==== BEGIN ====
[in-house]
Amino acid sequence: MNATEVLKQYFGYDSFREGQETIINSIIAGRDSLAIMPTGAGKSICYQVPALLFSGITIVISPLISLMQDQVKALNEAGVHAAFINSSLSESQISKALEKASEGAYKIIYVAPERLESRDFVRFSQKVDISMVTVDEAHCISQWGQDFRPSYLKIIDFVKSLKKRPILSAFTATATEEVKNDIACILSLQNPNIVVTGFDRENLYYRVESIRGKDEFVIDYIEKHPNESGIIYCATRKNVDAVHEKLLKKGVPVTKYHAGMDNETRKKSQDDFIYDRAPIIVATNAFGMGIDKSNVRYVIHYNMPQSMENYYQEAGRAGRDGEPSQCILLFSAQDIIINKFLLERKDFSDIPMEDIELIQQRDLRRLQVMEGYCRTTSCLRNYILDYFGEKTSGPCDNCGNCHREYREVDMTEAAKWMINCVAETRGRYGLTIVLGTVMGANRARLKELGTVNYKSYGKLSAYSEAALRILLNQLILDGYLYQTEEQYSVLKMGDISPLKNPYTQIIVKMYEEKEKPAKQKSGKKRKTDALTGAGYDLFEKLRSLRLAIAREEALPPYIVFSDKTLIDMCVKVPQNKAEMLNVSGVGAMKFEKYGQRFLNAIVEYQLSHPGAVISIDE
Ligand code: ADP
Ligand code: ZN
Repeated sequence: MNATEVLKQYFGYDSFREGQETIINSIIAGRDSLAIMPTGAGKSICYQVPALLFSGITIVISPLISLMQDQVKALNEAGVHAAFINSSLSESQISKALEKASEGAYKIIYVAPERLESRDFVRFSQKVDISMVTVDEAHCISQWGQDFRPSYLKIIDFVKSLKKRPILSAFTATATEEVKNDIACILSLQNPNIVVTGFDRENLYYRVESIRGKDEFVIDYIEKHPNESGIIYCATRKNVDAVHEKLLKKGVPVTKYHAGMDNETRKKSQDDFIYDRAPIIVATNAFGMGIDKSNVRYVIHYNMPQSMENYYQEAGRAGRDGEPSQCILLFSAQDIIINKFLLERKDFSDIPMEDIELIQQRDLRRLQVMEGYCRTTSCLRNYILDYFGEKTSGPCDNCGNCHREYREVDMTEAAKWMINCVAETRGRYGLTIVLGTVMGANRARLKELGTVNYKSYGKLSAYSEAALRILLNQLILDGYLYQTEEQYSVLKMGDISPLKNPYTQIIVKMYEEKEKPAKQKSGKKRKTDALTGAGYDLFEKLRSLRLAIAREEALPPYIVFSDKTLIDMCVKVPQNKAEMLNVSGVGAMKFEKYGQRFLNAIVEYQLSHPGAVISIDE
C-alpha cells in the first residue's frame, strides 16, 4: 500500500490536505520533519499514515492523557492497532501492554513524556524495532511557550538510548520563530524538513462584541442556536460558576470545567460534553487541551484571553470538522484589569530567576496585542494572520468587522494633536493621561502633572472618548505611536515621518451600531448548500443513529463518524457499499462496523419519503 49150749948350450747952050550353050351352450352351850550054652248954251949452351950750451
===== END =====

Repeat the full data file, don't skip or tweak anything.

[in-house]
Amino acid sequence: MNATEVLKQYFGYDSFREGQETIINSIIAGRDSLAIMPTGAGKSICYQVPALLFSGITIVISPLISLMQDQVKALNEAGVHAAFINSSLSESQISKALEKASEGAYKIIYVAPERLESRDFVRFSQKVDISMVTVDEAHCISQWGQDFRPSYLKIIDFVKSLKKRPILSAFTATATEEVKNDIACILSLQNPNIVVTGFDRENLYYRVESIRGKDEFVIDYIEKHPNESGIIYCATRKNVDAVHEKLLKKGVPVTKYHAGMDNETRKKSQDDFIYDRAPIIVATNAFGMGIDKSNVRYVIHYNMPQSMENYYQEAGRAGRDGEPSQCILLFSAQDIIINKFLLERKDFSDIPMEDIELIQQRDLRRLQVMEGYCRTTSCLRNYILDYFGEKTSGPCDNCGNCHREYREVDMTEAAKWMINCVAETRGRYGLTIVLGTVMGANRARLKELGTVNYKSYGKLSAYSEAALRILLNQLILDGYLYQTEEQYSVLKMGDISPLKNPYTQIIVKMYEEKEKPAKQKSGKKRKTDALTGAGYDLFEKLRSLRLAIAREEALPPYIVFSDKTLIDMCVKVPQNKAEMLNVSGVGAMKFEKYGQRFLNAIVEYQLSHPGAVISIDE
Ligand code: ADP
Ligand code: ZN
Repeated sequence: MNATEVLKQYFGYDSFREGQETIINSIIAGRDSLAIMPTGAGKSICYQVPALLFSGITIVISPLISLMQDQVKALNEAGVHAAFINSSLSESQISKALEKASEGAYKIIYVAPERLESRDFVRFSQKVDISMVTVDEAHCISQWGQDFRPSYLKIIDFVKSLKKRPILSAFTATATEEVKNDIACILSLQNPNIVVTGFDRENLYYRVESIRGKDEFVIDYIEKHPNESGIIYCATRKNVDAVHEKLLKKGVPVTKYHAGMDNETRKKSQDDFIYDRAPIIVATNAFGMGIDKSNVRYVIHYNMPQSMENYYQEAGRAGRDGEPSQCILLFSAQDIIINKFLLERKDFSDIPMEDIELIQQRDLRRLQVMEGYCRTTSCLRNYILDYFGEKTSGPCDNCGNCHREYREVDMTEAAKWMINCVAETRGRYGLTIVLGTVMGANRARLKELGTVNYKSYGKLSAYSEAALRILLNQLILDGYLYQTEEQYSVLKMGDISPLKNPYTQIIVKMYEEKEKPAKQKSGKKRKTDALTGAGYDLFEKLRSLRLAIAREEALPPYIVFSDKTLIDMCVKVPQNKAEMLNVSGVGAMKFEKYGQRFLNAIVEYQLSHPGAVISIDE
C-alpha cells in the first residue's frame, strides 16, 4: 500500500490536505520533519499514515492523557492497532501492554513524556524495532511557550538510548520563530524538513462584541442556536460558576470545567460534553487541551484571553470538522484589569530567576496585542494572520468587522494633536493621561502633572472618548505611536515621518451600531448548500443513529463518524457499499462496523419519503 49150749948350450747952050550353050351352450352351850550054652248954251949452351950750451